As attendees at the Investment Company Institute's Securities Law Developments Conference sit down in Washington today to discuss key regulatory issues facing the fund business, some are wondering whether they will be wasting their breath.

That's because, with the resignation last month of Securities and Exchange Commission Chairman Harvey Pitt, no one can be sure that the current regulatory agenda set forth by the SEC will continue unaltered. In fact, some think that a handful of key regulatory proposals facing the fund business may be tabled.

"Inevitably, whenever a chairman leaves, there's got to be some things up in the air," said Deborah Gatzek, chief counsel at ING Americas, who is scheduled to speak on a panel today about no-action positions from the SEC.

Forward or Backward Motion?

"In each situation where there has been an initiative, the question will be asked of the panel member, Is there still forward motion?'"

To be sure, there is plenty to talk about. This year's agenda includes discussion of some of the most contentious issues in the fund business: the SEC's bid to force fund companies to disclose proxies (see related story, page one); the disclosure of portfolio holdings, anti-money laundering provisions, and the infamous Sarbanes-Oxley Act, the anti-corporate fraud legislation that many say was intended to regulate operating companies, but was wrongly inflicted upon the fund industry.

The ICI, meanwhile, declined to comment on the conference, which has been closed to the press, or what will be discussed there.

The big question, of course, is which of these initiatives will survive the transition of power at the SEC..

Scheduled speakers and conference participants said they expect SEC staffers to be tight-lipped. "What the staff is going to say is, basically until there is a replacement, their instructions are to just forge ahead," said Rose DiMartino, a partner at the law firm Willkie Farr & Gallagher.

"There is some hope that the proxy disclosure proposal will be withdrawn," DiMartino added. She said this marks the third time that the SEC has proposed the proxy disclosure initiative. Yet, before Pitt resigned, "everyone had the impression that the ship had sailed on that one and nothing could be done," she said.

"It's one of the biggest, most controversial issues that's going to be talked about on the first day," DiMartino said.

"When people buy a mutual fund, they buy collective management," she said, adding that the proposal "opens the door for every interest group to be picketing in front of your place if you don't vote the way they want you to vote." Last week, in fact, AFL-CIO members picketed Fidelity outlets throughout the country on this very issue (MFMN 12/2/02)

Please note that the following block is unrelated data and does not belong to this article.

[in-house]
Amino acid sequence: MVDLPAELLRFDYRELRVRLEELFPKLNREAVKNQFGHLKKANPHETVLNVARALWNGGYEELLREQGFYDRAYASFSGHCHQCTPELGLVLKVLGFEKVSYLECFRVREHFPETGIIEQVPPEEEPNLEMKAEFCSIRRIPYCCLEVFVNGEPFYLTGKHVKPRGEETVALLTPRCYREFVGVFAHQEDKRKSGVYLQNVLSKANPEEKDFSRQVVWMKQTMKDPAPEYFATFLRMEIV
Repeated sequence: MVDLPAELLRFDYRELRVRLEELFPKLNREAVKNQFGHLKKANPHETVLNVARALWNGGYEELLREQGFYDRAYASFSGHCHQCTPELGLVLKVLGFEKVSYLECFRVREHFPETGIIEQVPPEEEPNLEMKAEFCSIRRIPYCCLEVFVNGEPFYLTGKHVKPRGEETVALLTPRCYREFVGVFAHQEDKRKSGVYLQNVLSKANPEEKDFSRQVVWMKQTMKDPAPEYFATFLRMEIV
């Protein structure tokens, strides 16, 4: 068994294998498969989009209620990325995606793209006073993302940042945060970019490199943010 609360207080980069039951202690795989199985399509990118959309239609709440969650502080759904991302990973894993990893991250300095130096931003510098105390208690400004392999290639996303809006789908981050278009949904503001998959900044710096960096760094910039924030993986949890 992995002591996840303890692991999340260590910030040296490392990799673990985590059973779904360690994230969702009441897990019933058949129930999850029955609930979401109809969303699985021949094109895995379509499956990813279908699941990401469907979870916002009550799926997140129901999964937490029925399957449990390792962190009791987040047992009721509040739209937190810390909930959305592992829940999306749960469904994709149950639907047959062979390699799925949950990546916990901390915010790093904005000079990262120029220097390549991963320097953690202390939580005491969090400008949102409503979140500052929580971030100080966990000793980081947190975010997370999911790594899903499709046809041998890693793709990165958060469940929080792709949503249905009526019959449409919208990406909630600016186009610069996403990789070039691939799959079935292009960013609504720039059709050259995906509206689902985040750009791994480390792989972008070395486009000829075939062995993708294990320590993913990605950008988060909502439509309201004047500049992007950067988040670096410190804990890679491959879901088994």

Hedge Fund Hotline

On another issue, the SEC conducted a fact-finding investigation of the hedge fund business in past months to determine if the industry needs regulation. "This was an initiative that was pushed by Harvey Pitt, so I think there will be a slowdown in that one," said DiMartino. "Our clients are just waiting and seeing."

No matter who replaces Pitt at the SEC, the Sarbanes-Oxley Act, spawned by corporate scandals at Enron, WorldCom and elsewhere, is here to stay. Still, many in the fund business wish the legislation, which requires fund CEOs to sign off on hundreds of shareholder reports each year, would just go away.

At the ICI's tax and accounting conference in Palm Desert, Calif., in September (MFMN 9/30/02), executives bemoaned the amount of make-work that the act generated for the fund business, not to mention what they claim to be its ambiguity. Gatzek said that executives will likely echo the complaint at today's conference.

Aside from the hundreds of shareholder reports that many top executives will have to personally certify (MFMN 9/23/02), the act also requires fund companies to disclose exactly how they go about ensuring that those reports are accurate.

The provision of the legislation is known as "disclosure controls," and comes in the wake of recent corporate scandals where executives have been accused of disclosing inaccurate information to investors.

Discussion at the ICI September meet showed how determined executives were to comply with the law, and how confused the new legislation had left them. This month, observers said that little has changed. Still, Gatzek said that "some of us hope that over the next year, calmer heads will prevail and we can go back to the SEC or Congress and say, Does this really make sense?'"

Indeed, fund executives at September's Tax & Accounting conference weren't exactly sure what "disclosure controls" means. They knew that the SEC plans to make sure that fund companies have complied with the requirement. But they weren't sure exactly how.

"We need to figure out what that means," said Joseph Carrier, chair of the ICI's Accounting and Treasuries Committee, during the ICI's September conference.

The SEC hasn't been much help in clarifying the issue. "It isn't a one-size-fits-all, but [regulators are] going to want see whatever documents you have," said Barry Miller, associate director of the SEC's Division of Investment Management.

Still, executives who spoke at the September conference appeared to have began forming an idea of how they would satisfy the SEC's new disclosure control requirements.

The basic questions fund companies should be asking in forming a disclosure process should be "Where [do] you get your information and how do you know that it's right?" said Brian Bullard, chief accountant at the SEC's Division of Investment Management.

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